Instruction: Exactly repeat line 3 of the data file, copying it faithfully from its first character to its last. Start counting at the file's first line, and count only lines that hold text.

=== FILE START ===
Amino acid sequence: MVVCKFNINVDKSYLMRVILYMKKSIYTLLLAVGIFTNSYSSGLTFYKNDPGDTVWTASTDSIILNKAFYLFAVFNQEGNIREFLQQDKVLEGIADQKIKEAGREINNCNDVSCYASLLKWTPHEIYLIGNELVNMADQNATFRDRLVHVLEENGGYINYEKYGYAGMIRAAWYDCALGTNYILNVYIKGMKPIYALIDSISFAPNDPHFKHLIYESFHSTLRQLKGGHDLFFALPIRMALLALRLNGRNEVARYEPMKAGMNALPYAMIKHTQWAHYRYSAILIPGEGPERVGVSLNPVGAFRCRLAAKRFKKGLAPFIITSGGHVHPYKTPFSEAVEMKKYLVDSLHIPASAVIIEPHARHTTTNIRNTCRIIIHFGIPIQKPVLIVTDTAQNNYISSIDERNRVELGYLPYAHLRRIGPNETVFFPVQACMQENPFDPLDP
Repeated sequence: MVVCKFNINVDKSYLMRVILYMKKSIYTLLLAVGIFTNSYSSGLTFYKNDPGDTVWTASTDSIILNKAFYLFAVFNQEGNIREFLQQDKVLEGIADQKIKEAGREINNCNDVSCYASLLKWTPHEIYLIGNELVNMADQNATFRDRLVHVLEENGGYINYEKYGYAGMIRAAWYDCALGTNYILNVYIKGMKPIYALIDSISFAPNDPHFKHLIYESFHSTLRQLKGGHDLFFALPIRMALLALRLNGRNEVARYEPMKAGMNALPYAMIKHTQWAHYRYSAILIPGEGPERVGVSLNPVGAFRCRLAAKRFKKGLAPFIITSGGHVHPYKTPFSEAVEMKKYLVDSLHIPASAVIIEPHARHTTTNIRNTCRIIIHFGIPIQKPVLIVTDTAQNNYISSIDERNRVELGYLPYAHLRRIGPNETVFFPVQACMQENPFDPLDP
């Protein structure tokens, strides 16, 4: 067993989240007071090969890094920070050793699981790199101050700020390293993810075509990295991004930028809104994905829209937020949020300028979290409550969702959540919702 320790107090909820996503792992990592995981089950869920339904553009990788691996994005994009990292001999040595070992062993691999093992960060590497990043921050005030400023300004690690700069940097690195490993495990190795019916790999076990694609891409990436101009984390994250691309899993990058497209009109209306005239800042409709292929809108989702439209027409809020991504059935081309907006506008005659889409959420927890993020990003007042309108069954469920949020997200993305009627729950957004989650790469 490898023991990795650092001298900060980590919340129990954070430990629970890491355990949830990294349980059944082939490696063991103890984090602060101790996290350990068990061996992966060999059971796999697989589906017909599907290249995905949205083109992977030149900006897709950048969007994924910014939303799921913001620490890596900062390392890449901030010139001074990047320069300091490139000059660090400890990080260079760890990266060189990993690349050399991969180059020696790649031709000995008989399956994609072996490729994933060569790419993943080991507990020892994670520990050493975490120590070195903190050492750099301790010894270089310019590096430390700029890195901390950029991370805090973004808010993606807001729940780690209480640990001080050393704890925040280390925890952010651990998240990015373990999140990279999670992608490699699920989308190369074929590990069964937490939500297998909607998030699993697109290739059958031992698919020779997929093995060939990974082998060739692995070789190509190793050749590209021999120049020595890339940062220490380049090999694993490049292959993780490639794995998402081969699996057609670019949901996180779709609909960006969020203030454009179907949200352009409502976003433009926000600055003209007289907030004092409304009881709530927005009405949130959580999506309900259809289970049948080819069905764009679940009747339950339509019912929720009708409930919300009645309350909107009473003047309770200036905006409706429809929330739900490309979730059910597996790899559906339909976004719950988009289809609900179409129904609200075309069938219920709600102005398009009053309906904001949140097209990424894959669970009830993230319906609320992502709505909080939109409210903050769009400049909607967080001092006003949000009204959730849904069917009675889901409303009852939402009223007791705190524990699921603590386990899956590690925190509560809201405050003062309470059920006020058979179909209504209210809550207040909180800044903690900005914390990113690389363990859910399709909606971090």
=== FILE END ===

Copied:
């Protein structure tokens, strides 16, 4: 067993989240007071090969890094920070050793699981790199101050700020390293993810075509990295991004930028809104994905829209937020949020300028979290409550969702959540919702 320790107090909820996503792992990592995981089950869920339904553009990788691996994005994009990292001999040595070992062993691999093992960060590497990043921050005030400023300004690690700069940097690195490993495990190795019916790999076990694609891409990436101009984390994250691309899993990058497209009109209306005239800042409709292929809108989702439209027409809020991504059935081309907006506008005659889409959420927890993020990003007042309108069954469920949020997200993305009627729950957004989650790469 490898023991990795650092001298900060980590919340129990954070430990629970890491355990949830990294349980059944082939490696063991103890984090602060101790996290350990068990061996992966060999059971796999697989589906017909599907290249995905949205083109992977030149900006897709950048969007994924910014939303799921913001620490890596900062390392890449901030010139001074990047320069300091490139000059660090400890990080260079760890990266060189990993690349050399991969180059020696790649031709000995008989399956994609072996490729994933060569790419993943080991507990020892994670520990050493975490120590070195903190050492750099301790010894270089310019590096430390700029890195901390950029991370805090973004808010993606807001729940780690209480640990001080050393704890925040280390925890952010651990998240990015373990999140990279999670992608490699699920989308190369074929590990069964937490939500297998909607998030699993697109290739059958031992698919020779997929093995060939990974082998060739692995070789190509190793050749590209021999120049020595890339940062220490380049090999694993490049292959993780490639794995998402081969699996057609670019949901996180779709609909960006969020203030454009179907949200352009409502976003433009926000600055003209007289907030004092409304009881709530927005009405949130959580999506309900259809289970049948080819069905764009679940009747339950339509019912929720009708409930919300009645309350909107009473003047309770200036905006409706429809929330739900490309979730059910597996790899559906339909976004719950988009289809609900179409129904609200075309069938219920709600102005398009009053309906904001949140097209990424894959669970009830993230319906609320992502709505909080939109409210903050769009400049909607967080001092006003949000009204959730849904069917009675889901409303009852939402009223007791705190524990699921603590386990899956590690925190509560809201405050003062309470059920006020058979179909209504209210809550207040909180800044903690900005914390990113690389363990859910399709909606971090």